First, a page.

How have surprises inside snack packs changed over the years? The thinkers of the Frankfurt School can tell us something about the meaning of such objects, as small as meaningful.

The Miaogizi of the Kinder Eggs, the Archimede mill with solar-powered engine by Mulino Bianco, Kinder and Ferrero “Lunes and the Lasifer sphere” VHS : what happened to that creativity? It seems that everything started in 1974, when a certain Mr. Ferrero combined the chocolate serotonin with the wonder of some surprise. Here’s how the Kinder Eggs were born, and they were so dangerous that they were banned in the USA. Inside there were: very small ships, from the caravel to the Drakkar, knights, medieval birds, sultan sharks, Chinese beavers. Surprises in the brioches were brilliant too: there was Biroclava writing and Pitagorica calculating; Bidone Pennellone was different from Bidona Precisona, as were all different the messages in the Sbottigliati (we killed them with our vocal notes). And then there were those fantastic videotapes: with “I Magicanti and the three elements” we could explain the philosophy of Telesio. In 1983 also arrived the surprises made by Mulino Bianco. Their highlight? A tape-book with a varied and creative content. Subjects like history and geography became a game with erasers in the shape of Italian regions: you did not need any post on Facebook to know that Molise does exist. There were also some fruit-shaped gums and snacks. Can you imagine it today? «This company impacts the feelings of minors allergic to the mandarin» or «that brioche releases palm oil while erasing». Even Parmalat had made an attempt by inventing the Ufolotti (Steven Spielberg also had his effects with the Stralunati of Kinder eggs). The many Carletto from the Findus sofficini were very cute too, like for example the explorer one. Perhaps the Simmenthal jar reproducing the bellow was a little trash: the adults of that year all knew the call of cows.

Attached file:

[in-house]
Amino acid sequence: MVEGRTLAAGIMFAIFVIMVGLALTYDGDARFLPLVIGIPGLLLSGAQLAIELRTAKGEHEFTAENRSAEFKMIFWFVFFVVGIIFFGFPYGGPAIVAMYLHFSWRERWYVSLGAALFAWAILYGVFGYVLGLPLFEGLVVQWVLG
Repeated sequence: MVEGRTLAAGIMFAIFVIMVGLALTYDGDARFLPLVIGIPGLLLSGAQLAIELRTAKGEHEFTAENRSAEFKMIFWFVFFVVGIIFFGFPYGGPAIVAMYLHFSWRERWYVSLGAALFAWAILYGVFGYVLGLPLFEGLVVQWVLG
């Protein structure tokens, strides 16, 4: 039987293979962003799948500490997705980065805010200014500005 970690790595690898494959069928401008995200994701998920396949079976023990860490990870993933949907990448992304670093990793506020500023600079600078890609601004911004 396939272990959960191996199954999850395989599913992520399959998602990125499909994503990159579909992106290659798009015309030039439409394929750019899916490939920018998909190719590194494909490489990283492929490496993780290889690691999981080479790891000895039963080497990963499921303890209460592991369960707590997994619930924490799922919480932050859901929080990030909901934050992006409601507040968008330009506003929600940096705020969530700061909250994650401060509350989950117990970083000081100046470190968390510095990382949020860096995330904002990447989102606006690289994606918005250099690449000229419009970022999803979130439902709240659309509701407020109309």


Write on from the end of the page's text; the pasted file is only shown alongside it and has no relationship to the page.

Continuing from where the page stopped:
In short, those objects opened up new worlds and they should not be underestimated because, as the thinkers of the Frankfurt School wrote, knowledge passes through the consumption of cultural products, even through toys. In fact, with the birth of the cultural industry culture has become a commodity. What culture do our children play with? It is not expected to find Tutankhamun’s treasures or tickets with the third Secret of Fatima in chocolate eggs or in brioche packages. Every game, as an industrial product, is always stereotyped, but the problem is that today we suffer because of a second filter: on the one hand, we had Egyptian cats stimulating curiosities such as “who are the Egyptians?”, even if they were caricatures; on the other hand, we now have puppets inspired by current cartoons, about which the TV has already answered every question. Maybe that cartoon is nice, but why not suggesting different stories to children? Isn’t our reality plural?

In the Kinder snacks of this year you can find figurines: they are flat, stick together and collectable. You can look at them and that’s all. Yet, should the children collect or explore things? We do not give them the time to be surprised – wonder is not good in terms of marketing, it is better to buy an already known product, a model of a beautiful dream and enough (just as we do with the chicken of the rotisserie by our house). This is the one-dimensional man mentioned by Herbert Marcuse: totalitarianism is also the economic one that manipulates needs and ways of thinking, introducing models of homologation. Buying a chocolate egg or a packet of brioches, we acquire some culture and above all the most precious thing, our free time, during which we manifest our free need for meaning, as it was a vent to the rules of social roles. Actually, according to Theodor Adorno, while we believe we are free in our free time, we are slaves. This is why, according to the Frankfurt School, the activity of consuming has a meaning in itself. After many hours spent in a classroom containing their emotions, children need to be masters of their time and they do it by playing; as well as an adult who, once returned from work, reads a book or goes skiing. We are what we consume. And the current world of surprises is an American processed cheese that only feeds children’s passivity.


Article by Francesca Rita Privitera
translated into English by Eva Luna Mascolino